BELGIUM FRIEND: Who's on first?
The academy is across the road from Ripken Stadium, where Cal's IronBirds of the New York-Penn League have sold out every game since they started play in 2002. At first glance, you might mistake the academy for a major league spring training facility, albeit one sized more for David Eckstein than Derrek Lee. There are eight youth baseball and softball fields, batting cages, bullpen mounds, a synthetic infield training area, plus plans for more. Cal Sr.'s Yard, where the Ripken World Series will be played, is a gorgeous youth-scale replica of Camden Yards, complete with a duplicate of the brick B&O Warehouse beyond right field (it houses a brand-new hotel decorated with historic baseball photos). More than 700 teams play in various tournaments here from mid-March to October.
Youth baseball definitely has come a long way since Walter Matthau taught Tatum O'Neal how to throw a spitball.
(Ripken Stadium, by the way, is also available for bar mitzvahs and high school proms.)
When I arrived at the academy, Chris and Maureen McManus were watching their 10-year-old son, Timmy, pitch on one of the fields. They paid $850 for the five-day, four-night baseball camp, which begins daily at 7 a.m. with breakfast, followed by baseball instruction from 9 a.m. to 4 p.m., then swimming, miniature golf, scrimages and the occasional IronBirds game. (Camp rates range from $575 to $1,295.)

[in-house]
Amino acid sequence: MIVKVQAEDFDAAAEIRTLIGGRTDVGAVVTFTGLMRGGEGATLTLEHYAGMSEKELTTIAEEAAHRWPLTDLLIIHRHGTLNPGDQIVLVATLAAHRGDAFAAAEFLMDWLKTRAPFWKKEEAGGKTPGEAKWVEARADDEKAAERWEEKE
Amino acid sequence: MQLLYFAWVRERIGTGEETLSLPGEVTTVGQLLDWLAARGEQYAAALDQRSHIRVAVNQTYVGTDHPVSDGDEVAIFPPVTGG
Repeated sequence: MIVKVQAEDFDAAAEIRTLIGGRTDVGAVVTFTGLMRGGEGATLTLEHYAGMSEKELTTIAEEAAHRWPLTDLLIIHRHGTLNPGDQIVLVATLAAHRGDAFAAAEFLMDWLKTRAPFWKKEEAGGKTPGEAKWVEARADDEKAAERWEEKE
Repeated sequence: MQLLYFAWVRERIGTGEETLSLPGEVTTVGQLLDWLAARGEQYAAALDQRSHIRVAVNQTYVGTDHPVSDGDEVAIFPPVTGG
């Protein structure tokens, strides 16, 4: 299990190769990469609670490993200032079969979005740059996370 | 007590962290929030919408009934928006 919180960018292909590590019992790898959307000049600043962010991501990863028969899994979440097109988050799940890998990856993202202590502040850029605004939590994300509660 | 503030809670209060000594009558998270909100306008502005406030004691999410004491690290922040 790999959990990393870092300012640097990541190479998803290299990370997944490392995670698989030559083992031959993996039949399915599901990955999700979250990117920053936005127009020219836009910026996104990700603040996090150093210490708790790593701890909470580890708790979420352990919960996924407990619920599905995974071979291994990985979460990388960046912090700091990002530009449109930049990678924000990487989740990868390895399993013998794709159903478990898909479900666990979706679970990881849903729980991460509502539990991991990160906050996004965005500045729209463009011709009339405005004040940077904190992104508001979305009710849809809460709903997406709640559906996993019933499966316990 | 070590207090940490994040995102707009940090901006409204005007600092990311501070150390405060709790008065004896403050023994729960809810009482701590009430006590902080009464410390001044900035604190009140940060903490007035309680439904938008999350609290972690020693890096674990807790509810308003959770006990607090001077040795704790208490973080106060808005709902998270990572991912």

Jim's all smiles, as he's reached the end of his journey too.
"Timmy didn't play on a travel team, so I figured this would be a nice thing for him," Chris McManus said. "And he'll probably learn more here than he would have all season."
As his parents watched, Timmy went into the stretch, looked toward home plate and delivered. The pitch sailed over the batter's head and to the backstop.
"Whoahhhh," his father said quietly. "Just a bit inside."
He and Maureen shouted encouragement to their son, and Timmy recovered from his Nuke LaLoosh pitch to strike out the next batter and end the practice game. The boys collected their gloves and bats, slung their equipment bags over their shoulders and hurried over to a nearby slope, where the rest of the camp's teams were gathered by academy general manager Adam Christ.
"Listen up, everyone," Christ called out. "Did anyone on the Tigers lose a glove? Did anyone on the Tigers lose their glove?"
It took Cal 47 years to get from the mouth of the Susquehanna to its origin in Cooperstown. And now that he's reached that destination, the Iron Man is working on sending other players back up that same river of baseball. So if a ballplayer from Belgium one day reaches the Hall of Fame, you'll know where he got his start.
"I truly believe there are no endings," Ripken said in his induction speech. "Just points where you begin again."
Jim Caple is a senior writer for ESPN.com. He can be reached here. His Web site is at jimcaple.net, with more installments of "24 College Avenue." His new book with Steve Buckley, "The Best Boston Sports Arguments: The 100 Most Controversial, Debatable Questions for Die-Hard Boston Fans" is on sale now.